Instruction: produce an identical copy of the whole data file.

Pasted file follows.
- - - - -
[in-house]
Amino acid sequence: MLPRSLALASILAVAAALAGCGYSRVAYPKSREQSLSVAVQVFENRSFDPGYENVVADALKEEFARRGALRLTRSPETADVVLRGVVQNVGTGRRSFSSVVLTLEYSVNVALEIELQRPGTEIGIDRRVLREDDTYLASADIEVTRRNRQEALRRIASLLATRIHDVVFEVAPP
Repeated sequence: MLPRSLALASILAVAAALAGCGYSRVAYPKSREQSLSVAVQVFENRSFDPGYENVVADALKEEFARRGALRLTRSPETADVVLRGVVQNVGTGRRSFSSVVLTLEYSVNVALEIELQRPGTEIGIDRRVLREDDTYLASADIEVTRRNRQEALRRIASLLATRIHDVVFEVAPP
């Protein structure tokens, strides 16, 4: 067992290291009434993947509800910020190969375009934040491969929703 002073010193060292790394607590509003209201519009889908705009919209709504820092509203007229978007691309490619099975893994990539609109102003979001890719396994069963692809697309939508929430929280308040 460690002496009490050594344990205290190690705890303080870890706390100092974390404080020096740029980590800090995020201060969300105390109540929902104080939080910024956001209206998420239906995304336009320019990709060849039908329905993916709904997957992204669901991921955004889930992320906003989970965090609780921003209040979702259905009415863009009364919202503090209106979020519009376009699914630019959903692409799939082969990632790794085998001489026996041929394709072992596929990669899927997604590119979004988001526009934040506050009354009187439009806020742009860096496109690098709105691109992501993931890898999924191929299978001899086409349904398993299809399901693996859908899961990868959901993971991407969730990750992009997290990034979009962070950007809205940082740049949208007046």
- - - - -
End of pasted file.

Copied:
[in-house]
Amino acid sequence: MLPRSLALASILAVAAALAGCGYSRVAYPKSREQSLSVAVQVFENRSFDPGYENVVADALKEEFARRGALRLTRSPETADVVLRGVVQNVGTGRRSFSSVVLTLEYSVNVALEIELQRPGTEIGIDRRVLREDDTYLASADIEVTRRNRQEALRRIASLLATRIHDVVFEVAPP
Repeated sequence: MLPRSLALASILAVAAALAGCGYSRVAYPKSREQSLSVAVQVFENRSFDPGYENVVADALKEEFARRGALRLTRSPETADVVLRGVVQNVGTGRRSFSSVVLTLEYSVNVALEIELQRPGTEIGIDRRVLREDDTYLASADIEVTRRNRQEALRRIASLLATRIHDVVFEVAPP
């Protein structure tokens, strides 16, 4: 067992290291009434993947509800910020190969375009934040491969929703 002073010193060292790394607590509003209201519009889908705009919209709504820092509203007229978007691309490619099975893994990539609109102003979001890719396994069963692809697309939508929430929280308040 460690002496009490050594344990205290190690705890303080870890706390100092974390404080020096740029980590800090995020201060969300105390109540929902104080939080910024956001209206998420239906995304336009320019990709060849039908329905993916709904997957992204669901991921955004889930992320906003989970965090609780921003209040979702259905009415863009009364919202503090209106979020519009376009699914630019959903692409799939082969990632790794085998001489026996041929394709072992596929990669899927997604590119979004988001526009934040506050009354009187439009806020742009860096496109690098709105691109992501993931890898999924191929299978001899086409349904398993299809399901693996859908899961990868959901993971991407969730990750992009997290990034979009962070950007809205940082740049949208007046």